The papers filed yesterday are an answering affidavit to Transnet's filing. T-Systems has also filed a counter-application "to review and set aside Transnet's decision of September 2017 to rescind its award of the contract to T-Systems and award the contract to Gijima"; and a third-party application "for judicial review of certain decisions of Transnet and National Treasury".

Reputation defence

Outgoing T-Systems SA MD Gert Schoonbee told ITWeb that T-Systems won the contract after an exhaustive six-stage open tender process.

"T-Systems was awarded the contract based on its price, modernisation, service standards and crucially the low risk to Transnet's IT system on which South Africa's rail and port networks depend.

"While we would accept not winning a tender on competitive grounds, we must take steps to protect our reputation when accused of any undue influence. Our case is very strong. The facts in our affidavit, which is now in the public domain, speak for themselves," he added.

An amaBhungane report in 2016 raised questions on the IT company's contracts with Transnet and Eskom, embroiling it in the infamous #GuptaLeaks scandal. The report alleged T-Systems supplier development partner Sechaba Computer Services had paid kickback money to Homix, a Gupta-linked letterbox company exposed in 2015 in a kickback scandal involving Neotel. T-Systems has repeatedly denied these allegations.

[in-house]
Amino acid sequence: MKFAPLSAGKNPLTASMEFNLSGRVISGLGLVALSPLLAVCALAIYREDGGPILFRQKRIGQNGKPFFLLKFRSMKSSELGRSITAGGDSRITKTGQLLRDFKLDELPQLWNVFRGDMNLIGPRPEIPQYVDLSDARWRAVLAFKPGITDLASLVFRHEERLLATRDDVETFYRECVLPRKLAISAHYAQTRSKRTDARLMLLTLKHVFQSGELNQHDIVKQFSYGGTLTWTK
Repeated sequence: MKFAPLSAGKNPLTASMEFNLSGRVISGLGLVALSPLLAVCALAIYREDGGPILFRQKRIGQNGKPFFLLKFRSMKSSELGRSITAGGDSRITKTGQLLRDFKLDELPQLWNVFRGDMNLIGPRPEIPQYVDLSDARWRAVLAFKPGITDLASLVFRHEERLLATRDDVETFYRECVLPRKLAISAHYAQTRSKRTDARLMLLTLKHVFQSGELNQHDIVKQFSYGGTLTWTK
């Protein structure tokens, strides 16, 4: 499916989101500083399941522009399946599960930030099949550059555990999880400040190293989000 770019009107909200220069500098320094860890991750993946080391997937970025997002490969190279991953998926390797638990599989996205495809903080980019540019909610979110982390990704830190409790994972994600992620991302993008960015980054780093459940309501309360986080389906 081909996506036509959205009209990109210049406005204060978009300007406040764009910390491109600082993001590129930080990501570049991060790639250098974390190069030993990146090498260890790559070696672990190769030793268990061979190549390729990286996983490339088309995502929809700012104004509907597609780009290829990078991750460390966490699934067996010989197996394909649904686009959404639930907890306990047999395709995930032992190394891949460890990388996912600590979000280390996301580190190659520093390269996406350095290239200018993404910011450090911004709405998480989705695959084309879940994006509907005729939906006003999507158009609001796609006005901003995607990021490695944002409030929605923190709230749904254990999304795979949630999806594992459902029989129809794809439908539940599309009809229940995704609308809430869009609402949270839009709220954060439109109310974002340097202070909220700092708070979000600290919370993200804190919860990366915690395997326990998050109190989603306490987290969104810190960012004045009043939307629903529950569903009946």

"By placing the verifiable facts of the matter on record before the court and the public, our key stakeholders can see exactly how, why and on what grounds we believe we won the contract," the company says.

"These facts highlight the strength of our bid, especially when considering the risk assessment. Transnet's own independent consultants, Gartner, the world's leading information technology research and advisory company, found the Gijima bid created 'major' and 'almost certain' risk to Transnet. In contrast, T-Systems has operated these systems for many years and the Gartner review identified no major risks from T-Systems, which is why Transnet awarded T-Systems the contract."

Schoonbee says resolving this commercial dispute as soon as possible is vital for both T-Systems' and Transnet's reputations.

"For Transnet, these are vital services. Any failure to Transnet's IT systems, particularly the data centre, puts their operations, commercial viability, and even the safety of their personnel and customers at risk. Put simply, if the mainframe fails, the trains will not run. This is why 'risk' is such an important consideration when awarding the contract.

"While this matter is before the courts we will continue to work closely with Transnet to ensure there is no disruption to the quality of service or stability of their systems," he adds.

Gijima filed its own responding affidavit with the Johannesburg High Court yesterday, saying it "supports the relief sought by Transnet in the main application". It also filed a counter-application "in which it seeks similar relief to the relief sought by Transnet in the main application".

By the time of publication, Transnet had not responded to ITWeb's requests for comment on the matter.

* ITWeb will look into each side's arguments in more depth in a follow-up article.

You can read a summary of the T-Systems court papers and basis for opposition here.